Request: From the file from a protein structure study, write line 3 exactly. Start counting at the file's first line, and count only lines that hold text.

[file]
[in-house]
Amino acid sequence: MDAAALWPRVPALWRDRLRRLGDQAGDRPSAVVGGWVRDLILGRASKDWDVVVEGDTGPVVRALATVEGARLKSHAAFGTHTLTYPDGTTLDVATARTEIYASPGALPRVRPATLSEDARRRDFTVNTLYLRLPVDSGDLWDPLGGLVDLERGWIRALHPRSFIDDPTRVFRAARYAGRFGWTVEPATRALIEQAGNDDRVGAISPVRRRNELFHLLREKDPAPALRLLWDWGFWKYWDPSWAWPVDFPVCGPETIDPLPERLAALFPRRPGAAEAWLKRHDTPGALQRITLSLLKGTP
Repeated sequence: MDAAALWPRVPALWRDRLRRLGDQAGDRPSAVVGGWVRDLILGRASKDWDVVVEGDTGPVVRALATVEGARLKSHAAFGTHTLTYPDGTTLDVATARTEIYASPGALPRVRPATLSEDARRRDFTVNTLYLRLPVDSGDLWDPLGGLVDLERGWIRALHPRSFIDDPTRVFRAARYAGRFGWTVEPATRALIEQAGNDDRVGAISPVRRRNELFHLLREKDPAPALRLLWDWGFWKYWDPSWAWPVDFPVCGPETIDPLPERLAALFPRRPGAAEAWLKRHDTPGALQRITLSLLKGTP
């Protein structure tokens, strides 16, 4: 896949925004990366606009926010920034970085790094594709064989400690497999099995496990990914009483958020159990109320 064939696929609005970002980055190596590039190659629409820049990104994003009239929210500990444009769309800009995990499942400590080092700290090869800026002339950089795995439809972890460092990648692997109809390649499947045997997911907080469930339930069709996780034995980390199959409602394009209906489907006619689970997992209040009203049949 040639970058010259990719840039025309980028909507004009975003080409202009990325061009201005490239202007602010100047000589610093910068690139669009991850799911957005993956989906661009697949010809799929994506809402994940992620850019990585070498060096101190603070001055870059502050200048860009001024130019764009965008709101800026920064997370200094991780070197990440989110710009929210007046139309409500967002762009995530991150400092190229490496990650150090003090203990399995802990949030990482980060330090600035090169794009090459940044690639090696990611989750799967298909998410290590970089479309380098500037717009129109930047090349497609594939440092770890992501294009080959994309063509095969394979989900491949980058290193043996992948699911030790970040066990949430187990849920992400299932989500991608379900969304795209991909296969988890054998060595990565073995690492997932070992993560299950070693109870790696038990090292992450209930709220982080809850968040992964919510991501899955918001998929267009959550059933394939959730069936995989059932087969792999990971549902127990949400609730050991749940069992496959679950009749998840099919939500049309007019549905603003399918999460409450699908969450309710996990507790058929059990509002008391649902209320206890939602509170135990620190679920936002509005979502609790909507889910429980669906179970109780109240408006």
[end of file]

Repeated sequence: MDAAALWPRVPALWRDRLRRLGDQAGDRPSAVVGGWVRDLILGRASKDWDVVVEGDTGPVVRALATVEGARLKSHAAFGTHTLTYPDGTTLDVATARTEIYASPGALPRVRPATLSEDARRRDFTVNTLYLRLPVDSGDLWDPLGGLVDLERGWIRALHPRSFIDDPTRVFRAARYAGRFGWTVEPATRALIEQAGNDDRVGAISPVRRRNELFHLLREKDPAPALRLLWDWGFWKYWDPSWAWPVDFPVCGPETIDPLPERLAALFPRRPGAAEAWLKRHDTPGALQRITLSLLKGTP